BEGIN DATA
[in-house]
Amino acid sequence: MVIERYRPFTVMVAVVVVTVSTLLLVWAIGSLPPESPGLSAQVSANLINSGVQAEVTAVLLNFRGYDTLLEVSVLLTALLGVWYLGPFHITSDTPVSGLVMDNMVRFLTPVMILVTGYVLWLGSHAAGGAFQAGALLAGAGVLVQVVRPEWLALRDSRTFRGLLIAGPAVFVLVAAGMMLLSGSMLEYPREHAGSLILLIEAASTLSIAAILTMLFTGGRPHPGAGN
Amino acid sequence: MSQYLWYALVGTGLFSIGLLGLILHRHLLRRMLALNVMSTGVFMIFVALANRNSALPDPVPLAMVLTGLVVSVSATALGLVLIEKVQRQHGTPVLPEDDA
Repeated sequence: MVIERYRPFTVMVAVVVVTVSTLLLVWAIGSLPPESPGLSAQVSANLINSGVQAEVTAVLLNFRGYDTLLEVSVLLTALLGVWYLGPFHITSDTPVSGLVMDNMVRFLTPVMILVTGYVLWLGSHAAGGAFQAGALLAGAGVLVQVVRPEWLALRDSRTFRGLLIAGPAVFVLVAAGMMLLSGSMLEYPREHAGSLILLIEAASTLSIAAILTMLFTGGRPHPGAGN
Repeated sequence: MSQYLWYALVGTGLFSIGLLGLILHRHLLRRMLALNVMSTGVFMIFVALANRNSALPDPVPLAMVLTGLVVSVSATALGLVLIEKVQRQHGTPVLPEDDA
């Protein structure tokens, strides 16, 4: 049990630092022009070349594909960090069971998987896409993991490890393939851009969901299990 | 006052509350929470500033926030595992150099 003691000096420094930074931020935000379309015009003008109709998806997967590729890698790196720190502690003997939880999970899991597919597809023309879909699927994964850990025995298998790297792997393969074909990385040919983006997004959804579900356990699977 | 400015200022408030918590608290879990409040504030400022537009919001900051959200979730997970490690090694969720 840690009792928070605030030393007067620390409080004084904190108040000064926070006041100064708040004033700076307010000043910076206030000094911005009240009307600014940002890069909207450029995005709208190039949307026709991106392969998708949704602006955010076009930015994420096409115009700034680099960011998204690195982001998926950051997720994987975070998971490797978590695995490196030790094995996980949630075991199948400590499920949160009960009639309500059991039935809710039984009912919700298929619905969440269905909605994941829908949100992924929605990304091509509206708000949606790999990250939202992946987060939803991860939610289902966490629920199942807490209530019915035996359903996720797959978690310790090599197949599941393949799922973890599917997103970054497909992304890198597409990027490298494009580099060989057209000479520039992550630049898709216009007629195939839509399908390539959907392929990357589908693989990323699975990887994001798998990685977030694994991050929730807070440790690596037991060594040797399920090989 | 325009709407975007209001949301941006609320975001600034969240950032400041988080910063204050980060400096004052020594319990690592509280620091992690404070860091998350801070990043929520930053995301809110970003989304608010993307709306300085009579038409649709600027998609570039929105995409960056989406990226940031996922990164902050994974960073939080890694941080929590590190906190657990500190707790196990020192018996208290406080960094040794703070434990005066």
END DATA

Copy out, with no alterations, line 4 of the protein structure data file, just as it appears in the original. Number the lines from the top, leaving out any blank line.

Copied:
Repeated sequence: MVIERYRPFTVMVAVVVVTVSTLLLVWAIGSLPPESPGLSAQVSANLINSGVQAEVTAVLLNFRGYDTLLEVSVLLTALLGVWYLGPFHITSDTPVSGLVMDNMVRFLTPVMILVTGYVLWLGSHAAGGAFQAGALLAGAGVLVQVVRPEWLALRDSRTFRGLLIAGPAVFVLVAAGMMLLSGSMLEYPREHAGSLILLIEAASTLSIAAILTMLFTGGRPHPGAGN